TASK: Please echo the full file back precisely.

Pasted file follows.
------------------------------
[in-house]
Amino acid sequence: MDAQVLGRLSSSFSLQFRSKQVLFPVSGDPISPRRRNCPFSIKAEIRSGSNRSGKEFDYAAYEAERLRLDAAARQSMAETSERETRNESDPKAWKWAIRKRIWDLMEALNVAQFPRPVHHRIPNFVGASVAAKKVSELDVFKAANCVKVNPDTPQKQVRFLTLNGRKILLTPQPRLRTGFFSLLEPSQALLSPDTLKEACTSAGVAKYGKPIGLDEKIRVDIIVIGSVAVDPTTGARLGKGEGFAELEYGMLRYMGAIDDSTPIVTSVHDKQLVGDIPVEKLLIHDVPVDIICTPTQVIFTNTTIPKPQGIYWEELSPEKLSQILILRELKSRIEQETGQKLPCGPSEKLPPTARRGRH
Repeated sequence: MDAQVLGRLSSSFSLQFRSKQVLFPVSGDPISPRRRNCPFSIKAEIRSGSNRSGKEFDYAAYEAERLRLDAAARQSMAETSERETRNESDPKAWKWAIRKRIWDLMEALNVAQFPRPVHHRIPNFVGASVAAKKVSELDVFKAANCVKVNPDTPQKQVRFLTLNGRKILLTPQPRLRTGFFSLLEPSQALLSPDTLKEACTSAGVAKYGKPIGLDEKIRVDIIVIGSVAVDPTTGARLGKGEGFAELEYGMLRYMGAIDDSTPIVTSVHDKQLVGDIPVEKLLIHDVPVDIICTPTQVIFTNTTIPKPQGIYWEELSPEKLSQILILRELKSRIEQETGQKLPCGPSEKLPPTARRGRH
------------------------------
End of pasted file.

[in-house]
Amino acid sequence: MDAQVLGRLSSSFSLQFRSKQVLFPVSGDPISPRRRNCPFSIKAEIRSGSNRSGKEFDYAAYEAERLRLDAAARQSMAETSERETRNESDPKAWKWAIRKRIWDLMEALNVAQFPRPVHHRIPNFVGASVAAKKVSELDVFKAANCVKVNPDTPQKQVRFLTLNGRKILLTPQPRLRTGFFSLLEPSQALLSPDTLKEACTSAGVAKYGKPIGLDEKIRVDIIVIGSVAVDPTTGARLGKGEGFAELEYGMLRYMGAIDDSTPIVTSVHDKQLVGDIPVEKLLIHDVPVDIICTPTQVIFTNTTIPKPQGIYWEELSPEKLSQILILRELKSRIEQETGQKLPCGPSEKLPPTARRGRH
Repeated sequence: MDAQVLGRLSSSFSLQFRSKQVLFPVSGDPISPRRRNCPFSIKAEIRSGSNRSGKEFDYAAYEAERLRLDAAARQSMAETSERETRNESDPKAWKWAIRKRIWDLMEALNVAQFPRPVHHRIPNFVGASVAAKKVSELDVFKAANCVKVNPDTPQKQVRFLTLNGRKILLTPQPRLRTGFFSLLEPSQALLSPDTLKEACTSAGVAKYGKPIGLDEKIRVDIIVIGSVAVDPTTGARLGKGEGFAELEYGMLRYMGAIDDSTPIVTSVHDKQLVGDIPVEKLLIHDVPVDIICTPTQVIFTNTTIPKPQGIYWEELSPEKLSQILILRELKSRIEQETGQKLPCGPSEKLPPTARRGRH